Dry Eye In Shih Tzus

By: Richard Cussons

Among other breeds of dog, Shih Tzus and Pugs are more likely to obtain keratoconjunctivitis. Keratoconjunctivitis is a Latin word which literally means dryness of the cornea and conjunctiva. It is commonly known as dry eye.

This disease is the result of abnormal production of tears. Tears are essential because it cleanse and lubricate the cornea, carry the nutrients and also help in healing and control of the infection.

KCS is thought to be caused by some viral infections like canine distemper as well as immune mediated diseases. Other reasons of this disease are hyperthyroidism and the use of sulfa-containing drugs. Sulfa-containing drugs cause dry eyes by producing a toxic effect and the absence of this drug may improve dry eye.

Dry eye in dogs is characterized with dull and dry winking eyes. He may also experience recurrent eye infections and/or corneal ulcers. Thick, green discharge is usually seen sticking to the hair around the eye.

This is usually diagnosed in one eye first and later develops in the other eye within several months. A dog with KCS tends to squint and rub his eyes and is sensitive to light. If your dog is showing any of these symptoms, it is best to see your veterinarian immediately for eye examination.

Dry eye is diagnosed based on the symptoms mentioned earlier. Also with a Schirmer tear test (STT) that measures the production of the tear production in the eye. A dog’s normal STT values are 15 to 25 mm/minute. Dog breed that is susceptible to conjunctivitis, even without clinical signs of dry eye should undergo STT.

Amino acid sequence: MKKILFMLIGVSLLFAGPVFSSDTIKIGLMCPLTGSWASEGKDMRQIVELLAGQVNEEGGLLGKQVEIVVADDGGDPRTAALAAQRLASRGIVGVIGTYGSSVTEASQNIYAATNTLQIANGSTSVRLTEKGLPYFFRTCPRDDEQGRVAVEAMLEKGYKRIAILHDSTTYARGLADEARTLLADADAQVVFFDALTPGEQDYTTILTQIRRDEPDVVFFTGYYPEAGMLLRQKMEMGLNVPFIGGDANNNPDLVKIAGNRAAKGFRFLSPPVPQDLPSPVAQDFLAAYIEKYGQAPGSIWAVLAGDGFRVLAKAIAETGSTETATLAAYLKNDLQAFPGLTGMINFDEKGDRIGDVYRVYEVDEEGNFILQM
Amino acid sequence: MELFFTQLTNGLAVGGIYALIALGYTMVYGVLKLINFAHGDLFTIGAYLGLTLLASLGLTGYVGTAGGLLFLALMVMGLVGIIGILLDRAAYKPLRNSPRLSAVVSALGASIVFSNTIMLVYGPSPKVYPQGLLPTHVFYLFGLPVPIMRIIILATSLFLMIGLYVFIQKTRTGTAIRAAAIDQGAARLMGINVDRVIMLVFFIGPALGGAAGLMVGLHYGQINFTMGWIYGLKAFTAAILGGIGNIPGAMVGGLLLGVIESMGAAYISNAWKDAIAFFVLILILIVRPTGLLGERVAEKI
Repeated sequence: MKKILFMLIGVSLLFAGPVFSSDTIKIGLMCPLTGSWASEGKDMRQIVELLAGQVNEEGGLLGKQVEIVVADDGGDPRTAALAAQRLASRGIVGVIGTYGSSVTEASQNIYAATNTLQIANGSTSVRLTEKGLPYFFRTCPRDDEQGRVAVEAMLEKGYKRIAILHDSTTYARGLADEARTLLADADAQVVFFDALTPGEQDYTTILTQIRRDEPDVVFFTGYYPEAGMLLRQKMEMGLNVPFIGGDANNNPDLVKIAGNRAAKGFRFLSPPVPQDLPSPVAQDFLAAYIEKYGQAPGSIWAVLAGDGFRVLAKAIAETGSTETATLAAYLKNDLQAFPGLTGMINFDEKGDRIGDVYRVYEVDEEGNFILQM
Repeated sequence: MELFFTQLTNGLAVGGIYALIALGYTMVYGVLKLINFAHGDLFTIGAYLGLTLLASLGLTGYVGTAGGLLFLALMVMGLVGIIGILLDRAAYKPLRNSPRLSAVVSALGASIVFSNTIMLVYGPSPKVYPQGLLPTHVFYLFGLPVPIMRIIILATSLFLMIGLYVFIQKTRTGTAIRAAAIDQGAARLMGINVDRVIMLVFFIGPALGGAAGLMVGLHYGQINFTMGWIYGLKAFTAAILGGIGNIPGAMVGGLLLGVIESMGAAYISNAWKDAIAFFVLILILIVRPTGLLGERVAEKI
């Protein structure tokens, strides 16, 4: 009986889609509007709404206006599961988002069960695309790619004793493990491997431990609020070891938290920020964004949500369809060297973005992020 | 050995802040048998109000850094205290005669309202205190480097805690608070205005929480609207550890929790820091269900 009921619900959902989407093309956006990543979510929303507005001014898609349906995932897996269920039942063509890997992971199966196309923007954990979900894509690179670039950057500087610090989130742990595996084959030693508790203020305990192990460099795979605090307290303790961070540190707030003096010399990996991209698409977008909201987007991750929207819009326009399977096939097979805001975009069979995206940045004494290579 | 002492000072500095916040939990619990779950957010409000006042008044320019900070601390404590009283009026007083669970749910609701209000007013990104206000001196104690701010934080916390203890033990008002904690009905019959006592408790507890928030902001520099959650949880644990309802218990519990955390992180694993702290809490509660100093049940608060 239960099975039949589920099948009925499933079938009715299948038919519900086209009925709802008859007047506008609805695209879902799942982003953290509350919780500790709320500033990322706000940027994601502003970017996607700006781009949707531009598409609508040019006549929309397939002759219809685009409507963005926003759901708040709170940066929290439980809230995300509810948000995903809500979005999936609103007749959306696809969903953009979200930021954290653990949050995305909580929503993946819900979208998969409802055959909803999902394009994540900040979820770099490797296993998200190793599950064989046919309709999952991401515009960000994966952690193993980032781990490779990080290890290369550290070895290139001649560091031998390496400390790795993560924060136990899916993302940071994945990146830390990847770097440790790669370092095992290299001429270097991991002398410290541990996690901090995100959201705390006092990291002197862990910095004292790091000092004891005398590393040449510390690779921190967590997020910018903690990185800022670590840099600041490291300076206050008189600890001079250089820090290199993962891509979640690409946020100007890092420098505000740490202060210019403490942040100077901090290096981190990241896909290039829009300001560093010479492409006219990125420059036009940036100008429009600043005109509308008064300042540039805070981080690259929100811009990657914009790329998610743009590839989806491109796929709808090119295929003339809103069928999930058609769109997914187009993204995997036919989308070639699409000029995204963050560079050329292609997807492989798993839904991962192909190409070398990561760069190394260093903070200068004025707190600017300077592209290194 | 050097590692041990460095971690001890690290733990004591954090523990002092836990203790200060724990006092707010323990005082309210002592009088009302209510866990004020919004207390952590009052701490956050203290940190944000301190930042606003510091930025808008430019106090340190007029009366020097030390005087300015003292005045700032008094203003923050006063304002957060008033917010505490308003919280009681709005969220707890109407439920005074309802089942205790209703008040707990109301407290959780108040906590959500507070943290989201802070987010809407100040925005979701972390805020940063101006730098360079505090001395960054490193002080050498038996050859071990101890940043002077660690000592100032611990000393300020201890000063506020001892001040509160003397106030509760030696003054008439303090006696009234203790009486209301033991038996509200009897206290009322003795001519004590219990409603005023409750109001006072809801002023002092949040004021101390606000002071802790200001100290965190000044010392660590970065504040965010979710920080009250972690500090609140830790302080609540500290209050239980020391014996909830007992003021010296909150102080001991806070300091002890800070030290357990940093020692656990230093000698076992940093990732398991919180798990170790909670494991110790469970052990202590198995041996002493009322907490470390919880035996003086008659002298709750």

Treatment of KCS usually aims to restore the moisture of the eye by lubricating the eye, tear replacement, stimulating tear production, reducing bacteria overgrowth and reducing inflammation. Substitutes like polyvinyl alcohol, methylcellulose and hyaluronic acid are traditionally used to replace the lost tears. However, these solutions do not have a primary effect on the inflammation process and in the production of tears.

Recently veterinarians prescribe Cyclosporine, diluted in water and applied to the surface of the eye in order to stimulate tear production. Cyclosporine shows no undesirable effects even if used in long term basis. The use of cyclosporine may retain a dog’s vision for years but that doesn’t work for all patients with KCS. These treatments do not cure KCS, but are just ways to deal with this painful condition. In worst cases, dry eye can also be treated through surgery.

Dry eye seems to be a simple disease but if left untreatedPsychology Articles, might damage your dog’s vision or may even result to complete blindness.

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